March 23, 2023
By: Our In-House Strength Expert, Taylor Podboy, PTA
When you think of performing a core exercise, likely one of the first exercises to come to mind would be a sit up or crunch. Although variations of this exercise can be beneficial, such as a curl up, there are better and more efficient ways to train your core. Typically, when we think of training our core, we think of strengthening our “6-pack” muscles which are flashy and superficial muscles that really just look pretty but don’t provide a ton of stability that we need. When training your core, the optimal muscles you are looking to strengthen will provide proximal stability to our pelvis and lumbar spine. These muscles include the transversus abdominis, rectus abdominis, external and internal obliques, diaphragm, lumbar muscles and our pelvic floor (yes, those are important too!). These muscles surround our spine creating a “corset”. Think of a symphony orchestra composed on numerous musicians and instruments, each and every person must play their instrument in a uniform manner with constant changes in tempo and volume, our body also needs to work in a uniform manner to create a purposeful movement.
The goal with creating core strength and stability is to create stiffness to limit excess motion. Each and every muscle of your core needs to co-contract to work together. When wanting to isolate and train only one muscle is nearly impossible as well as inefficient when it comes to creating stability for the spine. Again, you can’t have a symphony orchestra with only 1 person playing their instrument, you need numerous members to create a beautiful, fluent movement.
So, what are some good core exercises? There are a variety of exercises to perform from beginner to intermediate to advanced. One of my favorite beginner exercises would be a posterior pelvic tilt which can later be progressed into a deadbug. The posterior pelvic tilt is crucial for activating your deep, anterior core muscles and is also a great beginner exercise as it is performed in a safe, non-threatening position. When progressing to the deadbug, this will create the need for activating more of your core such as your obliques to facilitate anti-rotation movement within the trunk and pelvis. The bird dog is another favorite core exercise as this puts you in a more weight-bearing position making it slightly more functional. This will be a quadruped position, maintaining a neutral spine then allowing opposite arm and leg to reach away from each other towards opposite ends of the room. This is another great anti-rotational exercise that allows your entire body to work together. Finally, a more advanced core exercise would be a chop – this exercise will require some form of external resistance such as a band, weight, or cable machine. This movement has you in a weight-bearing position whether you are standing with your feet together, staggered or in a half kneeling position (or many more!). You will take your resistance and rotate your trunk to the right and raise your resistance above your right shoulder, then you will rotate your trunk to the left and lower the resistance to your left hip, followed by repeating the opposite direction. This is another great total body movement and the placement of your feet can add as much or as little resistance as you need to challenge yourself.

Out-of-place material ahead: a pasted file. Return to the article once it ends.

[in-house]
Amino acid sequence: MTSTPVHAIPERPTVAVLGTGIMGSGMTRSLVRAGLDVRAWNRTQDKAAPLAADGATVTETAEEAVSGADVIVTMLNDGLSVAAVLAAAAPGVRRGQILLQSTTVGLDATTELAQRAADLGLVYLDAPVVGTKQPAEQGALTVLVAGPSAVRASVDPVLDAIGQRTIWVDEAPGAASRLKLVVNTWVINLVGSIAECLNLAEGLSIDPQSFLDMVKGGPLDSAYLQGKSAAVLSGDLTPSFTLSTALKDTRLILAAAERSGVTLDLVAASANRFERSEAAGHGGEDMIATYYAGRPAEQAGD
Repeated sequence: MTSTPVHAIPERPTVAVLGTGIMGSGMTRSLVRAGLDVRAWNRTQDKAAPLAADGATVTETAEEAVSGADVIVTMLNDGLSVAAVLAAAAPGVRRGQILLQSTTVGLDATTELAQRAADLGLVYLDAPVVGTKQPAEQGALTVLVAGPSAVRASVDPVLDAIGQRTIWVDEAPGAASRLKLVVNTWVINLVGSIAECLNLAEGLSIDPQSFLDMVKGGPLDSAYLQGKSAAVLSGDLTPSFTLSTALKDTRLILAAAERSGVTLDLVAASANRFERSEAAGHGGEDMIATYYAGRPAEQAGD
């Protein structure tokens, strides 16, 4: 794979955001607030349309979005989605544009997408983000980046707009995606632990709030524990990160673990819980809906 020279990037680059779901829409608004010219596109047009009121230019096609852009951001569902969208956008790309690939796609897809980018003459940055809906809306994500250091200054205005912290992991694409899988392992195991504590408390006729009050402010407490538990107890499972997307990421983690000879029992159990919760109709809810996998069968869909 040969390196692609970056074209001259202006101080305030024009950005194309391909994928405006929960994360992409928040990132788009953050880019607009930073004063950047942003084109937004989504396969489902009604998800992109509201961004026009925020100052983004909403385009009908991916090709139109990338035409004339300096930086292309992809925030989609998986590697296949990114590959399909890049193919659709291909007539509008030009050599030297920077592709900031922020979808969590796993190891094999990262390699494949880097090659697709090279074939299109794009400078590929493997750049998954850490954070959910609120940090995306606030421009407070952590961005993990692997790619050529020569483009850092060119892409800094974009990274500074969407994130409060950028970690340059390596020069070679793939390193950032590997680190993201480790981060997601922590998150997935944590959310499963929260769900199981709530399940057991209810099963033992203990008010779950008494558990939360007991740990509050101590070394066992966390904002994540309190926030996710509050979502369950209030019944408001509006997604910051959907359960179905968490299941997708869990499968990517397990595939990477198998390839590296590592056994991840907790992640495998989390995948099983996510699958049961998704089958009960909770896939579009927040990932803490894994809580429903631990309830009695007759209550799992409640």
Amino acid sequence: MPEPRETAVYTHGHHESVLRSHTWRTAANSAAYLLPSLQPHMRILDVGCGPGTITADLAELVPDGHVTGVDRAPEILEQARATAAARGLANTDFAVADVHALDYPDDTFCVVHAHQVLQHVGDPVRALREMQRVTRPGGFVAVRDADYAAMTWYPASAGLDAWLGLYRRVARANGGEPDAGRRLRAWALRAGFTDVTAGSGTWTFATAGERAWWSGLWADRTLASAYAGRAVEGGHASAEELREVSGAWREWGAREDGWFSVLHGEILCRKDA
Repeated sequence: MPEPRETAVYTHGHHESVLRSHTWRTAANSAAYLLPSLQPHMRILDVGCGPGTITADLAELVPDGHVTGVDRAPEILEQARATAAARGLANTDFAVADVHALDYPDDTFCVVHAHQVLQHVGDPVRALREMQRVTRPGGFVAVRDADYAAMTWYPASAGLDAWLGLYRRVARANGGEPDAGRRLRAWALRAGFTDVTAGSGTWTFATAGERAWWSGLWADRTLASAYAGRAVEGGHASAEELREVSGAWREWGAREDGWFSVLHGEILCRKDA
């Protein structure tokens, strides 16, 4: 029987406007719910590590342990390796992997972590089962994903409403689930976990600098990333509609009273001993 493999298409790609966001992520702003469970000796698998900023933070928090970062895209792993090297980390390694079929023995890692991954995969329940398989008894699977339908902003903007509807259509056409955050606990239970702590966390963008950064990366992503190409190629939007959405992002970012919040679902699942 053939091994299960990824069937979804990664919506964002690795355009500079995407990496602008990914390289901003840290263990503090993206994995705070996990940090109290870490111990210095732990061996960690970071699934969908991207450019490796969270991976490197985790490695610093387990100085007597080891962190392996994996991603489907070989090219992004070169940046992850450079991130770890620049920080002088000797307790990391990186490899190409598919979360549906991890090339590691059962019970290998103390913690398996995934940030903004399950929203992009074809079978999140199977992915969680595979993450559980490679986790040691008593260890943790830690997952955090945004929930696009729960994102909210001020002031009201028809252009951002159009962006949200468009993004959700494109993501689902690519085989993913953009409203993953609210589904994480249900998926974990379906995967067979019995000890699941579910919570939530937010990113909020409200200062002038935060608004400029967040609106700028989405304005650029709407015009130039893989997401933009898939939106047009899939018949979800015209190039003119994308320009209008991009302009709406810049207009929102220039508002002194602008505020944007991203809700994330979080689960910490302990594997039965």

The best thing to think about when training your core is to create stiffness so when performing a functional task such as lifting groceries from the floor, carrying a tote up the stairs, or picking up your child, there is no excess movement happening at the spine. This allows you to utilize not only your core, but your other proximal stability muscles such as scapular muscles, glutes, legs and all the other muscles to make the lift more efficient. Creating this stiffness also reduces the risk for injury, reduces back pain as well as improving your balance and posture. A stronger core equals a stronger, more stable “you”!